After attack on Salala check posts by NATO killing 26 security personnel, Pakistan had stopped the transit facility for supplies to NATO forces in Afghanistan, and now the recommendations have been submitted by the parliamentary committee for security to the Parliament, which will decide about new rules of engagement and terms and conditions. Paki­stan has already suffered enormously in men and treasury first by joining the Afghan jihad, and then by joining the war on terror. Today, when the US is planning an exit strategy from Afghanistan, some political eminences, commentariat, anchor persons, analysts and panelists are creating fears in the minds of public that annoying the sole super power is fraught with dangers. They say that Pakistan is facing fiscal and current accounts deficit, and since America has complete control over the IMF and other international financial institutions, they could stop rescheduling of loans and Pakistan could default. Pakistani leadership should work out plans to get rid of the dependency syndrome so that it does not have to buckle under pressure to do America’s bidding.
It is quite normal that ambassadors and officials of consular general cultivate relations with the government, media and intellectual elite with a view to strengthening ties and creating goodwill in general. But American ambassadors and consular officers have the reputation of going beyond the accepted norms under Vienna Convention. It is an open secret that contractors or CIA personnel like Raymond Davis were issued visas as technical staff members of the US embassy or consul general. Yet US embassy had insisted that Raymond Davis enjoyed immunity under Vienna Convention 1963, though the technical staffers do not enjoy that immunity. There is a widespread perception that the CIA is funding some political activists, media men and NGOs with a view to advancing its interests. Our political eminences considered American ambassadors as their ‘family members’, and used to discuss with them even their personal matters. At the present also, political leaders wish to remain in the good books of the US ambassador and do things to curry favour with America.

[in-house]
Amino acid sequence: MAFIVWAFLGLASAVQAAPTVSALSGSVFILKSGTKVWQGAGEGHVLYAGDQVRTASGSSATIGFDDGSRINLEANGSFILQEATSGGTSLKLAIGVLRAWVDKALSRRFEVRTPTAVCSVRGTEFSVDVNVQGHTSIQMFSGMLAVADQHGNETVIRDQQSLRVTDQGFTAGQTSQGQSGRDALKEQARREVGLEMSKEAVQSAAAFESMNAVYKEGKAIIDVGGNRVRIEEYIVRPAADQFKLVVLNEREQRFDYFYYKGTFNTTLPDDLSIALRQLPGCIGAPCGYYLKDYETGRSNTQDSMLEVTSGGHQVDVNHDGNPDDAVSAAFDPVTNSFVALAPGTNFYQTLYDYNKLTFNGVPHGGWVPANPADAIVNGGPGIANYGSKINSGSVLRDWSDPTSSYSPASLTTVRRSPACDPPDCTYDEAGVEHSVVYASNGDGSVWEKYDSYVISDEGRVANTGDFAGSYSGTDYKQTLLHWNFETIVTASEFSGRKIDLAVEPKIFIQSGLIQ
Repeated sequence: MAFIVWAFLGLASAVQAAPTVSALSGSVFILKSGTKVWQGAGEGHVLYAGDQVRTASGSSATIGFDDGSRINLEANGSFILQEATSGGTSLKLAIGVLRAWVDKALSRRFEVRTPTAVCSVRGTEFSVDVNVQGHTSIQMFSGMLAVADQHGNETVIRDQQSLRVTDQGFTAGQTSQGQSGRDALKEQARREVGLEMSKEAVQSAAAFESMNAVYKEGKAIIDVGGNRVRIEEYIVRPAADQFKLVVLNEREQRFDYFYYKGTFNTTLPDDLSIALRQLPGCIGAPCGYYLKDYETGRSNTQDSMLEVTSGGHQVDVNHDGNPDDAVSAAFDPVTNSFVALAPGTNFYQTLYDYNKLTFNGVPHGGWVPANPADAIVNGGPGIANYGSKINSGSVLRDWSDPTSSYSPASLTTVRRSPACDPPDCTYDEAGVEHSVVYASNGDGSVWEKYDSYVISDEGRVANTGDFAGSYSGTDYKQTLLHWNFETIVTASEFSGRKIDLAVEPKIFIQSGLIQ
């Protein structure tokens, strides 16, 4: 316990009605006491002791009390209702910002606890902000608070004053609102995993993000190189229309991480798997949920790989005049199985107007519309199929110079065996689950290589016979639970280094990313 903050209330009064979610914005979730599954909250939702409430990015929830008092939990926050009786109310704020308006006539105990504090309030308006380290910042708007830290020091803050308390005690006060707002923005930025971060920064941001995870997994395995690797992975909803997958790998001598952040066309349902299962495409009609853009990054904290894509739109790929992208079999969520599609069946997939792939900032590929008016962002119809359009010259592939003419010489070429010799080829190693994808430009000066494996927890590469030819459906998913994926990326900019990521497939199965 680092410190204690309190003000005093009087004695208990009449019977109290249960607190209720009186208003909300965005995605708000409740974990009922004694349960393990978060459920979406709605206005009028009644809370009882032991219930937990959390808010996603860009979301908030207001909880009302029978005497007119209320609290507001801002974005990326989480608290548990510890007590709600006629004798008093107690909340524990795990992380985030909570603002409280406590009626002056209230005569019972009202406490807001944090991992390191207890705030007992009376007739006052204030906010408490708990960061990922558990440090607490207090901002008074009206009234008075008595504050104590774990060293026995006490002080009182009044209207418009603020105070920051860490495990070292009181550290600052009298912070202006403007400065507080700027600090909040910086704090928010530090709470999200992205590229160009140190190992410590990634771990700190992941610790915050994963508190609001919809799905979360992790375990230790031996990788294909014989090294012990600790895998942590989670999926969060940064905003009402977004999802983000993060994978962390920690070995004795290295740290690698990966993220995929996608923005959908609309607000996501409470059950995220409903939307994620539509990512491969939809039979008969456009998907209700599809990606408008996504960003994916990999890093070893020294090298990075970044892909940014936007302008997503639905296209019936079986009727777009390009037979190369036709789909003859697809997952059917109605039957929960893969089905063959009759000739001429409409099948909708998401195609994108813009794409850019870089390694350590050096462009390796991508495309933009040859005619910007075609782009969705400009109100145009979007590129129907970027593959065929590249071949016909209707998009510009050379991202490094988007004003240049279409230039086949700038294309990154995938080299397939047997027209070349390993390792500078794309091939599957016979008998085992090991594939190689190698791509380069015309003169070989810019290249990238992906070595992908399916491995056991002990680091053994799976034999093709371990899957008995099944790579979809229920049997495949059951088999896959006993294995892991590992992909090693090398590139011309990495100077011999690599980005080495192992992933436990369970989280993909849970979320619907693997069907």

Today, the nation is confronted with gigantic challenges, both external as well as internal. Externally, a heady super power is sending ominous signals. Internally the nation is hopelessly entangled in a vicious terrorism involving a multiplicity of terrorist forces including foreign proxies, homegrown militants, sectarian fanatics, ethnic firebrands and criminal thugs. Finally, Pakistan is facing perennial fiscal and current account deficits, and this is the reason that Pakistan has to fall back upon the IMF and other international financial institutions. In fact, our ruling elite comprising feudal politicians and British trained civil and military bureaucracy had entwined Pakistan in pacts with the West in 1950s. Instead of working for self-reliance, they depended on them and bartered away our sovereignty for peanuts. At this point in time, the ruling and opposition parties and their leaders should work in unison to meet those challenges and make Pakistan a self-reliant country to rid the dependency syndrome that compels Pakistan to do America’s bidding.